E.on to cut gas prices by 5.1%
E.on is the first of the big six energy providers to announce price cuts in five months, knocking £32 off the average gas bill. Critics claim this just a ‘token’ amount, relative to plummeting wholesale prices.
Customers on its variable tariffs will see gas prices fall by 5.1% on 1 February. Fixed tariffs and those with prepayment meters will not benefit automatically.
The energy provider has also launched two new dual fuel tariffs. The first is a fixed one year deal, which it claims is the cheapest on the market at £783 for a typical customer paying by direct debit. The second, in partnership with Age UK, is a two-year fixed tariff for over-60s, at £939 a year, typically.
Though these deals are fixed tariffs, unusually there is no exit fee to leave early.
‘5.1% off bills is not a lot’
Other providers are expected to follow suit, but the savings that providers make from falling wholesale prices won’t be passed on in full, according to Mark Todd, founder of comparison site EnergyHelpLine.com.
“A domino effect is likely to follow but don’t be fooled into thinking it’s a price war – it isn’t – these are just token gestures,” he says.
“Since E.on’s last price cut in January 2015, wholesale gas prices have fallen 31% so 5.1% off bills is not a lot.”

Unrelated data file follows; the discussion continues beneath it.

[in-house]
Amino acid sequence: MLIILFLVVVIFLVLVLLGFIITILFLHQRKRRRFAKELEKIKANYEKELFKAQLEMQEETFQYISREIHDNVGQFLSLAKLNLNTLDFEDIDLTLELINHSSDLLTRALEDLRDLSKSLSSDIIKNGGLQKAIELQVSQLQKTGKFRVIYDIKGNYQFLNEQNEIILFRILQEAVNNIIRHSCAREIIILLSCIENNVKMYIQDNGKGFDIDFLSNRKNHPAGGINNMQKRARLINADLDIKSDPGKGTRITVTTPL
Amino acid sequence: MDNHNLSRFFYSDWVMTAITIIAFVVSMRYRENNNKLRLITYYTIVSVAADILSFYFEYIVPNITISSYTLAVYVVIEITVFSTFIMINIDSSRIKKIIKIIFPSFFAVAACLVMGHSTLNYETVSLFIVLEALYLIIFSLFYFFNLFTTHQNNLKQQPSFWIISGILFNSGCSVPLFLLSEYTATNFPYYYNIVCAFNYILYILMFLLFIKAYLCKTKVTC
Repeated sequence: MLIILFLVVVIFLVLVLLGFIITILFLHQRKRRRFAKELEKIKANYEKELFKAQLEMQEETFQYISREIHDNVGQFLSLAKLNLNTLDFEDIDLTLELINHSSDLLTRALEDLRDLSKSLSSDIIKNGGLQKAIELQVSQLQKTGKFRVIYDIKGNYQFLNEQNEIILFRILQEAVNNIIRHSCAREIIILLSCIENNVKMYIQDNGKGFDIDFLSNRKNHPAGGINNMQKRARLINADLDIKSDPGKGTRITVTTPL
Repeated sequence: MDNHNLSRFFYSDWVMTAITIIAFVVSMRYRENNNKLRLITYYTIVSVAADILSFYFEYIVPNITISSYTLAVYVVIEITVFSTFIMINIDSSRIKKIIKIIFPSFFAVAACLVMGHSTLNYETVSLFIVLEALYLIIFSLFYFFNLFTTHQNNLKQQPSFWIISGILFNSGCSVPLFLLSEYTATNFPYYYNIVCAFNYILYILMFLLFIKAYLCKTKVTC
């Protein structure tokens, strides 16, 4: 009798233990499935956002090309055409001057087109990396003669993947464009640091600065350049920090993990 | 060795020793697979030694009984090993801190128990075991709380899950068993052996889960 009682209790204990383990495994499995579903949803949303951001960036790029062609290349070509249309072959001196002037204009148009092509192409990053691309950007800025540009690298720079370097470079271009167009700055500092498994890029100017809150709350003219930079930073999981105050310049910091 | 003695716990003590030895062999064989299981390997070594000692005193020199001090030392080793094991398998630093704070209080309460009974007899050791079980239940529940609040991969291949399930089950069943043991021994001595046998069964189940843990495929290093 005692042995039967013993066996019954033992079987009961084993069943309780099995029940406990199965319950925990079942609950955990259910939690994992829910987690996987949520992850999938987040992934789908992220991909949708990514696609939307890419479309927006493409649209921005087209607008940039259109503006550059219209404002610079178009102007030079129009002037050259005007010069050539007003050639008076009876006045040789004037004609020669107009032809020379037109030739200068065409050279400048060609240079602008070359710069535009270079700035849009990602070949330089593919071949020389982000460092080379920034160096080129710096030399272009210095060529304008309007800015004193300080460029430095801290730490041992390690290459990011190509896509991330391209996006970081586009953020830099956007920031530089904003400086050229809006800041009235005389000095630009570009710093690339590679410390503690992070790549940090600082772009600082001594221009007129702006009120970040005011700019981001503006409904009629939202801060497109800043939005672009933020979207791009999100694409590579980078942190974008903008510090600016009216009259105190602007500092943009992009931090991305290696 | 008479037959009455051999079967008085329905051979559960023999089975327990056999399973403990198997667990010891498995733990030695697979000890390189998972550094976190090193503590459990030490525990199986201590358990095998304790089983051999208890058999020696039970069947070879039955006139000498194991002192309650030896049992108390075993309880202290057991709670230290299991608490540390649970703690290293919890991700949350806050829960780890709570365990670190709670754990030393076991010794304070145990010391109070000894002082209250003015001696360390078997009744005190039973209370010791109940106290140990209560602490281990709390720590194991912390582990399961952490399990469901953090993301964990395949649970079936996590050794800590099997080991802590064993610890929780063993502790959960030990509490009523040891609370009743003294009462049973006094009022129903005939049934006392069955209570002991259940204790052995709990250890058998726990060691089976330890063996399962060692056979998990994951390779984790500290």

He adds that while gas prices have fallen marginally for consumers, electricity bills haven’t fallen at all.
E.on says that wholesale energy accounts for less than half of bills. It cites other rising costs and uncertainty around the outcome of a Competition and Markets Authority investigation into the energy market, which will conclude in June.
How much you pay for your energy depends on where you live and how much energy you use, so E.on’s tariffs aren’t necessarily best for you.
To check if you can get a cheaper deal, use a comparison site such as Uswitch.com or EnergyHelpLine.com to get a comparison tailored to your usage.
If you’re on a fixed deal, also check for early exit fees before switching. E.on says those on its fixed rate tariffs can switch to another of its tariffs without any penalty.
Not to be confused with an early repayment charge (ERC). Exit fees are levied on top of ERCs, which are a method of clawing back lost interest on a loan repaid early. By contrast, exit fees are charged for the administrative work this entails. They are charged as flat fees, from £150 to £300. However, in January 2007, following mortgage lenders surreptitiously raising fees sometimes by fivefold, the Financial Services Authority (FSA) intervened and most mortgage lenders removed exit fees from new mortgages. If you paid exit fees on your mortgage before January 2007, you may be able to claim them back.